Tribute To A Professional Surveyor
by Lou Dycus
The year was 1946, and World War II was over. Thousands of men and women who had recently been fighting in some far off country to preserve our freedom were returning home. Many were just out of high school when they either volunteered or were drafted; therefore the only work skills they had were those learned during the war.
While a high school senior, Jim Dycus volunteered on his 17th birthday to serve in the U.S. Navy. He trained to become a Gunner's Mate First Class and for the next three and one-half years he fought in the South Pacific. His last assignment was to sweep the harbors for mines of the bombed Japanese cities, which was the final act that determined the outcome of the war in the Pacific.
He was 20 years old with very little job skills except handling the US Navy ship's big guns. He went to his parent's home to Tulsa and began looking for work. With a confident swagger and a gift for gab, he answered an ad for salesman, but got off the elevator on the wrong floor. When the doors opened he found himself in the reception area of Amerada Petroleum Corporation. He completed a job application for their exploration division and was hired.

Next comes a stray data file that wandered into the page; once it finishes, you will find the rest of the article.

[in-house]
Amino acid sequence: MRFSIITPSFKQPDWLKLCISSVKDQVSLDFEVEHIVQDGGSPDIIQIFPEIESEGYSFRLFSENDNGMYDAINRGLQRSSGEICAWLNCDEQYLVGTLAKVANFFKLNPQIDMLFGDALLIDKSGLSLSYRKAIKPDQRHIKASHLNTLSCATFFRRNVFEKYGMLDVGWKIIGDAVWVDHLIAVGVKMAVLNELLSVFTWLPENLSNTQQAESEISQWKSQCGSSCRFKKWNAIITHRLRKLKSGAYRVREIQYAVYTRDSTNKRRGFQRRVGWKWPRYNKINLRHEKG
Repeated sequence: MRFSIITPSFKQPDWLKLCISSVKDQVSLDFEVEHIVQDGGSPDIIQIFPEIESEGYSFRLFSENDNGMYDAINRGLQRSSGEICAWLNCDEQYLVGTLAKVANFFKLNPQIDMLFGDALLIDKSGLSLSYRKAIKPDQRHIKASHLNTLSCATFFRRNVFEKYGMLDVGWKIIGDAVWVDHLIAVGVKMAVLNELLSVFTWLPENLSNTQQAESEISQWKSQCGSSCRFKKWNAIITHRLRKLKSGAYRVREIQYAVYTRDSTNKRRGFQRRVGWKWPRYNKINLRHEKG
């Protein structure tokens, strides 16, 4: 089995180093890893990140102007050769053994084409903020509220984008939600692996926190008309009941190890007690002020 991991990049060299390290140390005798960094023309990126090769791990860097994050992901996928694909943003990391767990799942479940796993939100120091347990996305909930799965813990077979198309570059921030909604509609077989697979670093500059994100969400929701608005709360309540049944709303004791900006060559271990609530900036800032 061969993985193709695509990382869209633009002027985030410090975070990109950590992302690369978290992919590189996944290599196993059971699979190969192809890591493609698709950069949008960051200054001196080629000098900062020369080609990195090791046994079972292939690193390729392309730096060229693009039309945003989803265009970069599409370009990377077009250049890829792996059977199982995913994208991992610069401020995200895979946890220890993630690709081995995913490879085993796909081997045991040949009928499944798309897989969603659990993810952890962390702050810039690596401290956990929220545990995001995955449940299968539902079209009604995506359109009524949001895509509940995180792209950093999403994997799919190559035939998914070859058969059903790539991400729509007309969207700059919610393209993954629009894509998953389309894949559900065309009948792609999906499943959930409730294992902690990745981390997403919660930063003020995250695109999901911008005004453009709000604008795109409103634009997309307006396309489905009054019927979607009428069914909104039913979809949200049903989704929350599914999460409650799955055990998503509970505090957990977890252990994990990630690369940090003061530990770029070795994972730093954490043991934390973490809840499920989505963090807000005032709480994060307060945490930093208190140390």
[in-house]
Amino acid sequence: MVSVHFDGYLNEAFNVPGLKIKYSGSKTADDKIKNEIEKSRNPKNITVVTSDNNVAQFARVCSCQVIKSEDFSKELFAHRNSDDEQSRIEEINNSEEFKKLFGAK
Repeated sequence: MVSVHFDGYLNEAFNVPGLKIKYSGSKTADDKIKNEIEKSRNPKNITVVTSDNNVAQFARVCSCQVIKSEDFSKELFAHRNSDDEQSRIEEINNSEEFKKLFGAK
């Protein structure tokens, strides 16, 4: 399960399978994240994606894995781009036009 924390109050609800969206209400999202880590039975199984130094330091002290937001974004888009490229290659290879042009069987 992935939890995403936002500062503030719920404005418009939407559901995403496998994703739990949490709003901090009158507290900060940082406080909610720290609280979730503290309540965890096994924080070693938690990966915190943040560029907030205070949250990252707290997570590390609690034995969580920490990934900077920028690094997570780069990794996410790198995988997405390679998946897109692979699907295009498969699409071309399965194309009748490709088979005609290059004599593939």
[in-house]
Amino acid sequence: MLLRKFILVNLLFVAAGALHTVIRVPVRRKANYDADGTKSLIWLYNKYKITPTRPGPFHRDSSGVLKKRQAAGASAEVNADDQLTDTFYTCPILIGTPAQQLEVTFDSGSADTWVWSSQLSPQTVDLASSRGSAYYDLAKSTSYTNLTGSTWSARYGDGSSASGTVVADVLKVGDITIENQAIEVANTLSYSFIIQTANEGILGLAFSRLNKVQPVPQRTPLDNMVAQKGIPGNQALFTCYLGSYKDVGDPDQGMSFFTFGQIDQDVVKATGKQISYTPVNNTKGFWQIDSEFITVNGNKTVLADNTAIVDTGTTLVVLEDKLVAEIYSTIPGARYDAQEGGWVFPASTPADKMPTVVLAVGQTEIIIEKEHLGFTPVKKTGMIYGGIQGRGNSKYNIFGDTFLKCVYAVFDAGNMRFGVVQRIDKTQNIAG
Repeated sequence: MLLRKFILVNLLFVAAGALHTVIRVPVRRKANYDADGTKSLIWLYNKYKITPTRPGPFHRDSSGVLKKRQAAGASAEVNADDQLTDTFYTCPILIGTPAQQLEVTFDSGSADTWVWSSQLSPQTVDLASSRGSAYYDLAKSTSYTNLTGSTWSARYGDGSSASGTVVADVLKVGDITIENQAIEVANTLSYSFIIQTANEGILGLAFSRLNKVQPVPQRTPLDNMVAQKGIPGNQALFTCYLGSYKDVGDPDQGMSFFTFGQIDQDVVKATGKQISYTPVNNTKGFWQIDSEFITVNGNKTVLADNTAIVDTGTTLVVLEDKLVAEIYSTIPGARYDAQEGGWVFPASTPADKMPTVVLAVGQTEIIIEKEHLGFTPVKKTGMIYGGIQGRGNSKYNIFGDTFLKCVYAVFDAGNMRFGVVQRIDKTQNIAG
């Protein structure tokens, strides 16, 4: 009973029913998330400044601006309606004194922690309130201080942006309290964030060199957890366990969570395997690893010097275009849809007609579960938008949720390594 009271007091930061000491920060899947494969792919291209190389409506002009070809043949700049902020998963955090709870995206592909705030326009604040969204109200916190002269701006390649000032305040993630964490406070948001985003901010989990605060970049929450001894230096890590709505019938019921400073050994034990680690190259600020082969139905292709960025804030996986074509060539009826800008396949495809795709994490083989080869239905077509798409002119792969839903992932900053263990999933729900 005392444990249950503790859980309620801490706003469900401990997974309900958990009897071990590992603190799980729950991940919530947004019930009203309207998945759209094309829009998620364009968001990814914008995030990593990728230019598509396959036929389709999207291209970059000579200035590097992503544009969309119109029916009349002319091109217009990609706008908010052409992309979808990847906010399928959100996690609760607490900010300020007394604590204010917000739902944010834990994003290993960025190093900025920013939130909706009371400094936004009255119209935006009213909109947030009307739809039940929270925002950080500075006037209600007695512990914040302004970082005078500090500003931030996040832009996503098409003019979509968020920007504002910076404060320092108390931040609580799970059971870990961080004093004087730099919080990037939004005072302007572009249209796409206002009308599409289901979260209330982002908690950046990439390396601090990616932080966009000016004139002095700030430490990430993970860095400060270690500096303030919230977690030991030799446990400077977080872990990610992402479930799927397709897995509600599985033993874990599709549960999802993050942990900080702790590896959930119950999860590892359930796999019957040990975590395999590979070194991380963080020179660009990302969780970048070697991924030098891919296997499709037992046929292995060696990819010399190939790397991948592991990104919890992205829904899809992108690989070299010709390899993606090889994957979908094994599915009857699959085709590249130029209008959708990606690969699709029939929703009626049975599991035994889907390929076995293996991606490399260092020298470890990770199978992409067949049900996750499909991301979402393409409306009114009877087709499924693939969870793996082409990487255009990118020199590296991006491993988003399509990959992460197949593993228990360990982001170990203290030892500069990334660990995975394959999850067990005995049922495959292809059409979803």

For the next 25 years he traveled coast to coast and border to border in search of oil. Along the way, in 1948, he met and married his wife of 62 years in Ardmore, Oklahoma. They had two daughters, Rebecca and Deborah, but it was on the day the second daughter was born in San Angelo, Texas, that Jim was promoted from Jr. Surveyor to Chief Surveyor, 17 January, 1952. He learned to survey by observing, practicing and hands on experience as a chain man, rod man, and Jr. Surveyor for the oil exploration company. He learned formulas, geometry, calculations, and continued to learn as technology progressed in the engineering and surveying fields.
No project was too tough. He worked in extreme locations and environments from the swamps of Florida to the 40 degrees below Winters of North Dakota and from beaches to badlands. Jim loved his work and has always been proud of being a Surveyor. He taught classes and mentored young men throughout his career, always perpetuating the highest standards of a professional surveyor.
He was transferred to Oklahoma City to close the Amerada office in 1970, due to a merger with Hess Corporation and was the last of the exploration personnel to be dismissed. Oklahoma was just entering a new era of growth and there was a demand for surveyors; therefore
it was not difficult for him to make the transition from an oil company surveyor to a registered Oklahoma Surveyor #1012 .
His professional credentials include surveys for Jim Slade Engineering; Phillips, Stong, Coon Engineers; U.S.Army Corp of Engineers, Emera Corp; and The Oklahoma Department of Mines as well as a network of many surveys for private individuals.
In August, 2009, after a 60 year career, 83 year old James (Jim) O. Dycus completed, with pride, his final surveying project for a Kingfisher, Oklahoma company.
Editors Note: Jim Dycus passed away May 25, 2010